When I write a story it seems to emerge from the fog at the end of the lane like an old house. It’s a magical house in a magical mist, windows appear and disappear like the scraps of description I’d like to include. The chimney which one moment is on the left moves to the other end of the house as the breeze of creation stirs the clouds. Does it have a porch? Or are those just old yew trees? Should I add a garage or a stable. Another writer might prefer blueprints before beginning to build, but I prefer scribbling a rough outline on a napkin and then editing it as I go along.
I stand on the front lawn a while wondering who lives here. Even though unfinished, the house seems occupied. What characters would inhabit such a place? They have a dog. I saw it disappear around the end of the porch. I check the mailbox, doing my research. They subscribe to some interesting magazines. Three people live here. Good. More than that and my story would be as crowded as a boarding house.
Ready to begin writing, I walk up to the steps, climb onto the porch, and ring the bell. The door opens and three figures await in the hallway. Others hide in the shadows of doorways and on the stairs, my supporting characters. They let me in and introduce themselves.
I wander around the house as the characters open doors and show me the rooms in which they live. I see the rugs on the floors, the wallpaper on the walls, and the personal treasures on the shelves of the bookcases. Like an overbearing mother-in-law I change the decor to what I deem more suitable. The characters never complain.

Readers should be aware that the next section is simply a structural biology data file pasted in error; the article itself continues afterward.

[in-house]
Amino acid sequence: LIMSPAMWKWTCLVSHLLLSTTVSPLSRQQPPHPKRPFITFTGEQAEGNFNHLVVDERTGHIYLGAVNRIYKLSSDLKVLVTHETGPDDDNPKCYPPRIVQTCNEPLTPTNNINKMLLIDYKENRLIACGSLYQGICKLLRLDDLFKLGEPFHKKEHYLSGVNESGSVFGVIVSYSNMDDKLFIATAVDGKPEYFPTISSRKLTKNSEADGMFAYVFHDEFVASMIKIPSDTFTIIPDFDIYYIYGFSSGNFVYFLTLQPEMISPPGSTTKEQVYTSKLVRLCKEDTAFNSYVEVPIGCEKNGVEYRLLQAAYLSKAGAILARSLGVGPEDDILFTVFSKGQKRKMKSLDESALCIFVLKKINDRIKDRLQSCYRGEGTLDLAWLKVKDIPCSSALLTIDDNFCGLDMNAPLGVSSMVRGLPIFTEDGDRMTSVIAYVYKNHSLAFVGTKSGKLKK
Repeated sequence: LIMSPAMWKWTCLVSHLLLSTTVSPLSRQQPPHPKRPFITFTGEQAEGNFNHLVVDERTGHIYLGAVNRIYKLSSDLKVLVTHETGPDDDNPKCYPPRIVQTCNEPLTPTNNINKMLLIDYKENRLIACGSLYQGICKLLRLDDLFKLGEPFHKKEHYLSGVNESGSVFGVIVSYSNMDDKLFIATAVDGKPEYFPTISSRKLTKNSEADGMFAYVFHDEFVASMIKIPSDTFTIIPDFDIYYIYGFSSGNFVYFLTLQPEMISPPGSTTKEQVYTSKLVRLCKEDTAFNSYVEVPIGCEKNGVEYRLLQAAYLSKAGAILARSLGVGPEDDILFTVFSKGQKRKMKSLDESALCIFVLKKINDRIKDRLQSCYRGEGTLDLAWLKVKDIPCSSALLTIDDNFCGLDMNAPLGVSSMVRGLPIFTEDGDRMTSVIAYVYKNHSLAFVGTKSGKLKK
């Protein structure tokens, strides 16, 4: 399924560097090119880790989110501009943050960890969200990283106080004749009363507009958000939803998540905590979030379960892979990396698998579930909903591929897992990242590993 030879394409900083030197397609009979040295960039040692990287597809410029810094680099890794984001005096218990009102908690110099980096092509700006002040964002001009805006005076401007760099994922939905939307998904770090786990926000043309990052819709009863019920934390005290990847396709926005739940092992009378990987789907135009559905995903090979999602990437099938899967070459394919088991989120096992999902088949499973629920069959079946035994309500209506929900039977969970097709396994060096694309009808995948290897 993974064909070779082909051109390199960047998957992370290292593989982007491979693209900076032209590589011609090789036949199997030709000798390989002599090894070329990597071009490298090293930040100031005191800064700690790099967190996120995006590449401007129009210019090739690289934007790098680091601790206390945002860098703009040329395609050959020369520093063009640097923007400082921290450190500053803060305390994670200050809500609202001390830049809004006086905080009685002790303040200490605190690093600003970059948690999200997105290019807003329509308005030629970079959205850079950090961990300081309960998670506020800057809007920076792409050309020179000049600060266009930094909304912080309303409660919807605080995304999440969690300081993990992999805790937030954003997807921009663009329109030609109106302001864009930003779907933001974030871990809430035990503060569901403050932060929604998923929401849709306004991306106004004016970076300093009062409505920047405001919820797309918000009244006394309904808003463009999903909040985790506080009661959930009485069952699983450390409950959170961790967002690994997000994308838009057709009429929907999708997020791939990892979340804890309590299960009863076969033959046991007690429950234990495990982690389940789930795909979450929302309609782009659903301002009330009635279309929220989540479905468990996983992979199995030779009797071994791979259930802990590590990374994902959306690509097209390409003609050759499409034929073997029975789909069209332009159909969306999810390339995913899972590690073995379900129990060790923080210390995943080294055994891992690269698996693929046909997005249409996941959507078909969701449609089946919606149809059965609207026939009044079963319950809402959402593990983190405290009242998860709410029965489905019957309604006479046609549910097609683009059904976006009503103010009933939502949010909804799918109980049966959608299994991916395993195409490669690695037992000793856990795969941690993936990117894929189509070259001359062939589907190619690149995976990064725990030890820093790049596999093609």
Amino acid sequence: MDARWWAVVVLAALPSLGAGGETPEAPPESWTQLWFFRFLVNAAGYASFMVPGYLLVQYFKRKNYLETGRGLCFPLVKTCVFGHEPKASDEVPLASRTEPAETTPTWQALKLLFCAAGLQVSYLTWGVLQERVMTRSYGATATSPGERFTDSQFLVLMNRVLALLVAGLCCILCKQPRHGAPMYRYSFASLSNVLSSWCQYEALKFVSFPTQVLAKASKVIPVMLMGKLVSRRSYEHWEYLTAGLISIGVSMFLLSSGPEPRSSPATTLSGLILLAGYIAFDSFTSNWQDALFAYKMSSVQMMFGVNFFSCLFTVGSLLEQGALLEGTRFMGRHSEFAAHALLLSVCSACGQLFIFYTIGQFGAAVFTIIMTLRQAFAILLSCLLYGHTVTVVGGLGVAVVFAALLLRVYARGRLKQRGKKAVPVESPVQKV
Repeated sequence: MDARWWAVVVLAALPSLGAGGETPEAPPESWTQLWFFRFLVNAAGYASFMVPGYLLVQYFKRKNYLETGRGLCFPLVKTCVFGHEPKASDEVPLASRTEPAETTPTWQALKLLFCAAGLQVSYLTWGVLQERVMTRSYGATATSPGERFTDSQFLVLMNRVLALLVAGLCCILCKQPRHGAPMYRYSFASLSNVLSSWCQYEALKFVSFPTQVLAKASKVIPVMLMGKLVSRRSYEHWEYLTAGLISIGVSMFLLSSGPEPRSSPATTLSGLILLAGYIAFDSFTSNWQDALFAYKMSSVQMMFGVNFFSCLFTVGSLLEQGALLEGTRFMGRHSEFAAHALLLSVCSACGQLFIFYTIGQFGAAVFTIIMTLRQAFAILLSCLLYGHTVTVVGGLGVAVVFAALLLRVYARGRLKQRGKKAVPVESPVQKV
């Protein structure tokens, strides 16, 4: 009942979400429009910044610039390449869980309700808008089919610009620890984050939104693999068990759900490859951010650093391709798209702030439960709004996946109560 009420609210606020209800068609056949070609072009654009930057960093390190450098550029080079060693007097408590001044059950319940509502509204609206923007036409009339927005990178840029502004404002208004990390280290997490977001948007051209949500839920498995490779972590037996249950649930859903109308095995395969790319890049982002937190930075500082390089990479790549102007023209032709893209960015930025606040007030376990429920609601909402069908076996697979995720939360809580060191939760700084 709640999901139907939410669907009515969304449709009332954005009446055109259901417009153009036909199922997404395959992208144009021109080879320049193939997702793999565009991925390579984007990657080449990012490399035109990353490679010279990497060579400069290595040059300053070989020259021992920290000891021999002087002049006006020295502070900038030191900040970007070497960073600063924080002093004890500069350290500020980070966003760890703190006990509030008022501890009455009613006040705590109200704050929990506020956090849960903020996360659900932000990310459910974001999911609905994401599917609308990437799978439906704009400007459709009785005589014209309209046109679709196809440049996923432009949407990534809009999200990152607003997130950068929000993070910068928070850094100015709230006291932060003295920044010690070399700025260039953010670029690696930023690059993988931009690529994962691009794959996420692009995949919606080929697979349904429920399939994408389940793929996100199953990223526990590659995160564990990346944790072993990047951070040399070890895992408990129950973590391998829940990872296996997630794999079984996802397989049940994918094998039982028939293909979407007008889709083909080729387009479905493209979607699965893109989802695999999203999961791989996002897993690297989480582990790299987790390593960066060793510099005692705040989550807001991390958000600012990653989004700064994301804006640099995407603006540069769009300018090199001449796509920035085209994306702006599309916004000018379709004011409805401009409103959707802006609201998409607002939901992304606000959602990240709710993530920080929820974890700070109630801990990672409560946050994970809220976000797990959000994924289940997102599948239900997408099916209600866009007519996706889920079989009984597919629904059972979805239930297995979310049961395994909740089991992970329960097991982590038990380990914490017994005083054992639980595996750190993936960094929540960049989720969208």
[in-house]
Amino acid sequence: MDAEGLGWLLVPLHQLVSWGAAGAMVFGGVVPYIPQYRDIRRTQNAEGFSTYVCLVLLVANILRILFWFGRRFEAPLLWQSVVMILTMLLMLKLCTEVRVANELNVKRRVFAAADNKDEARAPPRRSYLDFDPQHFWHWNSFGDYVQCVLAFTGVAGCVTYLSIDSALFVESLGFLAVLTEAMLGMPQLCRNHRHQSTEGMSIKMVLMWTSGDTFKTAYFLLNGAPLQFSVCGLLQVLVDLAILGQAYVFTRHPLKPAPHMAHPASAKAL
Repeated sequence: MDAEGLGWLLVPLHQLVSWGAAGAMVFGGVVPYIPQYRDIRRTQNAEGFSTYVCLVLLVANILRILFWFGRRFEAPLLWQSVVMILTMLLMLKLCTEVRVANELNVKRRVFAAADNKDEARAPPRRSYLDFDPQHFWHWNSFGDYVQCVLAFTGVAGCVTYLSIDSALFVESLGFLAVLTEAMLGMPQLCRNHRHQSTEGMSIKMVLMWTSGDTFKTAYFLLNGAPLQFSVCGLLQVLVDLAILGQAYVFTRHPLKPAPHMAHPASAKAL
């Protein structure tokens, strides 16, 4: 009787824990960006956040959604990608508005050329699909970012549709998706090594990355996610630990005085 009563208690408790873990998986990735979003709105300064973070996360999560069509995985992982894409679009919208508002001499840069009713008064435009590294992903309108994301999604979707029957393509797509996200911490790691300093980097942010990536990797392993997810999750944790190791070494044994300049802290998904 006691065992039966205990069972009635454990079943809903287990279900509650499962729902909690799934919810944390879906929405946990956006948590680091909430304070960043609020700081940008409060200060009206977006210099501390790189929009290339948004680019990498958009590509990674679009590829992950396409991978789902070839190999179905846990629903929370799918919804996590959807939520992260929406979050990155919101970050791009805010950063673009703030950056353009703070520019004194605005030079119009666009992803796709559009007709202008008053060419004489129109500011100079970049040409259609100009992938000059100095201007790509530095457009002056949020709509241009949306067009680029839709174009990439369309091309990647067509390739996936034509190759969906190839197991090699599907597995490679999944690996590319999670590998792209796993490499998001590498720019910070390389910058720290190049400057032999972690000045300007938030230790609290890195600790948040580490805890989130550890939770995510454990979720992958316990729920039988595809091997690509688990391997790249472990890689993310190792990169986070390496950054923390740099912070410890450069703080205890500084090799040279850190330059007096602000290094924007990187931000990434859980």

Through the kitchen window I can see a garden in the back of the house, the ending of the story. The leaves of the plants are glistening with dew. But I don’t know how to find the back door, so I begin rearranging the rooms as if they were furniture. Chapters get shuffled. Story threads get rewoven. I open closet doors. I descend into the cellar. I look for burglars in the attic. The female character shows me her bedroom, but I do not go in. My editor would not like it.
We all meet again in the hallway, and the back door is in sight. I see the ending of the story. The neighbors across the garden are well known to me. I built their house last year. My characters walk out into the garden I designed as metaphysical mystery and mingle with each other, while I sit in my rocking chair on the back porch drinking my lemonade, brushing shreds of typos and passive voice off my clothes.
To the left of the garden, behind the hedges, the morning sunshine reflects off the windows of another house.